Typically low-key affairs, viewing parties were anything but Saturday after Mississauga tennis star Bianca Andreescu fended off a late rally from Serena Williams at the U.S. Open to win Canada’s first ever Grand Slam singles title.
“This is historic,” said a fan at the Ontario Racquet Club in Mississauga, one of several area venues that hosted events for the final including a viewing party by Tennis Canada and gatherings held by Romanian-Canadian organizations (Andreescu’s parents are Romanian).
Rapt tennis fans in centres from Edmonton to Montreal gathered to watch Andreescu eclipse Carling Bassett-Seguso’s 1984 U.S. Open semifinal appearance.
Messages of support came from Canadian luminaries including Prime Minister Justin Trudeau, who tweeted that she had made “a whole country very proud.” Andreescu’s ability to overcome injury and rise quickly impressed most who watched her hold off a Williams comeback attempt in the second set to win the match 6-3, 7-5.
With the win, which earned Andreescu a $ 3.85 million (U.S.) prize, she’ll be No. 5 when the Women’s Tennis Association rankings are published Monday. She began the 2019 season ranked 178th in the world.
“She’s a people’s favourite,” said Paul Morrell, chief operating officer of the 5,500-member Ontario Racquet Club, which has hosted under-18 national championships featuring many of Canada’s promising young players.
“I think people are gravitating to her for her attitude. She seems to be sincere, a little unfiltered.” he said.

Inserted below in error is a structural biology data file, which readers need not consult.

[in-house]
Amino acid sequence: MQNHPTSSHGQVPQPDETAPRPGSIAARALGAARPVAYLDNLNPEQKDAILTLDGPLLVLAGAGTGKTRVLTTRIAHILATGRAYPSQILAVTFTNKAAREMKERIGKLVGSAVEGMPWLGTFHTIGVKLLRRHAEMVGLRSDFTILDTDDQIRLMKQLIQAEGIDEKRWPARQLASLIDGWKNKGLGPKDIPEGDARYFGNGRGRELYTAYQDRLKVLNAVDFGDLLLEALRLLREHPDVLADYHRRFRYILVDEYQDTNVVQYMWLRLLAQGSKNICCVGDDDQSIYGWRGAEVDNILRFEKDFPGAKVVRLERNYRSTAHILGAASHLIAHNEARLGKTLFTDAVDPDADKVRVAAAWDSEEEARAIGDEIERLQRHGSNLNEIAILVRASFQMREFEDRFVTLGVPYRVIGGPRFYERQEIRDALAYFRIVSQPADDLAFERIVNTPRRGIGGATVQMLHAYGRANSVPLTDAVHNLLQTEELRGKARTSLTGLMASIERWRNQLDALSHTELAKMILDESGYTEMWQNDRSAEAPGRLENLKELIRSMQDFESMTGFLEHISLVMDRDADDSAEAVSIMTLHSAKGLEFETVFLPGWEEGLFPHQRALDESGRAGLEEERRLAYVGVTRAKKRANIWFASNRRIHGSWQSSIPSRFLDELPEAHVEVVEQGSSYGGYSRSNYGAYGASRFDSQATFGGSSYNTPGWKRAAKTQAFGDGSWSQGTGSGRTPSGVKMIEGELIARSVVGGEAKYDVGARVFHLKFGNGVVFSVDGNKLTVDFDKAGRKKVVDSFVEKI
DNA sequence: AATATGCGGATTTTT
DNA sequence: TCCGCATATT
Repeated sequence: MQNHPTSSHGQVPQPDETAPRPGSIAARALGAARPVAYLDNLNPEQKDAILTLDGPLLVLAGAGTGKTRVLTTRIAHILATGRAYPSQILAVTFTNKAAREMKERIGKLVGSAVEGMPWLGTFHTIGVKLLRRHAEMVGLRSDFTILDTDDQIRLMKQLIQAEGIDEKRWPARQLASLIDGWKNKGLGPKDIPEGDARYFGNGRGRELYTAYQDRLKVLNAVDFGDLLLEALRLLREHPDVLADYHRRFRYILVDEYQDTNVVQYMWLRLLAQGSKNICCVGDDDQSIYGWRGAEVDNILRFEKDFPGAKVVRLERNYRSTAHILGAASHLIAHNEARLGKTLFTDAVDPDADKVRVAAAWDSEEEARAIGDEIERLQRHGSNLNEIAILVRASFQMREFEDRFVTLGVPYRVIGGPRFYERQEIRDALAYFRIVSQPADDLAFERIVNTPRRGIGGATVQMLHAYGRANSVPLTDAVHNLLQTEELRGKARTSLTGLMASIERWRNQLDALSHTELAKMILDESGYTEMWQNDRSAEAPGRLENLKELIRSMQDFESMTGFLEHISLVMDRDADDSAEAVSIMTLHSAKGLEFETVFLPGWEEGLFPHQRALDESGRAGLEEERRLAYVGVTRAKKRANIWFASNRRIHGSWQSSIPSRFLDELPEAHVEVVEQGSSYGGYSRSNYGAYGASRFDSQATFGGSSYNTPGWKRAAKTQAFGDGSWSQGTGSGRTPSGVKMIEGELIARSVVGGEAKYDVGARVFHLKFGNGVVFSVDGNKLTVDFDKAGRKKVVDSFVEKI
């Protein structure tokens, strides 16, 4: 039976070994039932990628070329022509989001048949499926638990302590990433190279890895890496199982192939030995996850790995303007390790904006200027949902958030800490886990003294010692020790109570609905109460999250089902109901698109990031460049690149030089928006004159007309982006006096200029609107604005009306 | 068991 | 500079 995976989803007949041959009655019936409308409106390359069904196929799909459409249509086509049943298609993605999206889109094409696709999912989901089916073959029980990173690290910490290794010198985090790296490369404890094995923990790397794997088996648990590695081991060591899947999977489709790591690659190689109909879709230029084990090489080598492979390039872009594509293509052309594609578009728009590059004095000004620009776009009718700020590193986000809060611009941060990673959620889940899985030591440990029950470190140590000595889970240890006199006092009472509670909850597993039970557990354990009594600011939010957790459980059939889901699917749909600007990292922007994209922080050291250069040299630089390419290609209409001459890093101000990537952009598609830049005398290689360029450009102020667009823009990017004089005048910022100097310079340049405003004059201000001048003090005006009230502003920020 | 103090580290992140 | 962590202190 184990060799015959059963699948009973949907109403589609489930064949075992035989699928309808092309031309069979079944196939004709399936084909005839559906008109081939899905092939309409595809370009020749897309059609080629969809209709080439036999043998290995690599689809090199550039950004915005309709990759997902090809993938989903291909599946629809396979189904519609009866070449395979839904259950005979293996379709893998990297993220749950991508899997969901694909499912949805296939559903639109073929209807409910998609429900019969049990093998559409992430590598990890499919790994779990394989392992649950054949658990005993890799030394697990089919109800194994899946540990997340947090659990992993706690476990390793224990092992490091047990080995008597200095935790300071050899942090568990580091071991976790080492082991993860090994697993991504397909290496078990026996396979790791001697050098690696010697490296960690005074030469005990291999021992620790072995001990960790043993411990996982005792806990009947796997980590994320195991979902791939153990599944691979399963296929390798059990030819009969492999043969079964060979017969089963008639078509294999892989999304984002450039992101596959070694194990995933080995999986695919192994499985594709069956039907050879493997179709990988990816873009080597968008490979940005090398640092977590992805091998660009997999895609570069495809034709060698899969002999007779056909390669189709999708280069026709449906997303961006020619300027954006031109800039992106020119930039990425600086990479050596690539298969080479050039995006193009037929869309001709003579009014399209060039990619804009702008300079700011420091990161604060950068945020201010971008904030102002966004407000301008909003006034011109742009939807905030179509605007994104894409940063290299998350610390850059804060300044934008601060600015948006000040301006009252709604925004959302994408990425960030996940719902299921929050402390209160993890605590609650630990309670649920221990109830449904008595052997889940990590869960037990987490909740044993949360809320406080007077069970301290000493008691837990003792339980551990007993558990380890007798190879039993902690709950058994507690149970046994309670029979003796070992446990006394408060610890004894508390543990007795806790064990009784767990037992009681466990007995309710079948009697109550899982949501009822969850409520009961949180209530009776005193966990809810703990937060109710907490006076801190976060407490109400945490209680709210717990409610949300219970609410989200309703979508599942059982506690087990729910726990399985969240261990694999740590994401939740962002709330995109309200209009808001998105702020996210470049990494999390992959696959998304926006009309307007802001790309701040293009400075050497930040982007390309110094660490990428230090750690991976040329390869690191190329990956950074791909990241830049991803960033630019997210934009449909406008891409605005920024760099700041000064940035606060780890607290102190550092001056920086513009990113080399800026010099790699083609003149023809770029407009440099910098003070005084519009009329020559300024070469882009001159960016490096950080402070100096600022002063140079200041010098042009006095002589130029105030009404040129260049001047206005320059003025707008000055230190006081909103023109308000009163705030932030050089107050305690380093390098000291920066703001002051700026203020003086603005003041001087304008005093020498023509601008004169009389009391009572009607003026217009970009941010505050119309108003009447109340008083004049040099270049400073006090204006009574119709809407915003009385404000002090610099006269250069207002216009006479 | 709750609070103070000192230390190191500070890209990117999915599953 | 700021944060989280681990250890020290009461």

Morrell has seen an immediate uptick in interest in the club during Andreescu’s run. “I know a lot of our junior players look up to her.”
DiManno: Bianca Andreescu beats the best to become the first Canadian Grand Slam champion
He noted a rise in interest in the sport in general with the success of several young Canadian players including Denis Shapovalov, who fell to France’s Gael Monfils in a five-set thriller in the third round at the U.S. Open, but said unusually large crowds have turned out to cheer on Andreescu throughout the tournament.
Fans at the ORC lauded Andreescu’s poise under pressure.
“She’s an unusual talent,” ORC member Steve Mueller yelled over the boos after a line call challenge by Williams was upheld. “She’s 19 years old and she’s not nervous. When it’s crunch time she steps up. You can’t teach that.”
Another spectator, Colin Perdue, said she displays a maturity well beyond her years.
“Bianca’s not intimated by the crowd (which included Duchess of Sussex Meghan Markle),” said avid player Anna Weaser after the Canadian had won the first set. “She just manages to draw from it.”
Another fan, Colleen Brown, said its especially exciting for young players to watch someone who has trained in their midst climb the tennis ladder so stunningly fast.
“Just the fact that she is Canadian, the fact that she grew up playing around here is just wild,” Weaser added. “Our kids are all in the programs here and they’re so excited. I told my daughter I’ve never seen anything like this in my whole life but you get to see it now.”
Adrian Ardelean, a Montreal-based Romanian radio host, was at a viewing party at a local bar to glean some reaction for his weekly show on Sunday.
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“There’s been an explosion in her career and we hope she’ll be able to continue because she’s been able to string together a lot of strong matches.”
Meanwhile, Mont-Tremblant resident Pierre Paquin had been trying to find a place to watch the match with his wife Michele in Montreal when they found a bar showing the final.
“It’s fantastic, it’s surprising given where she was one year ago,” Paquin said. “But having seen her play, it’s not surprising.”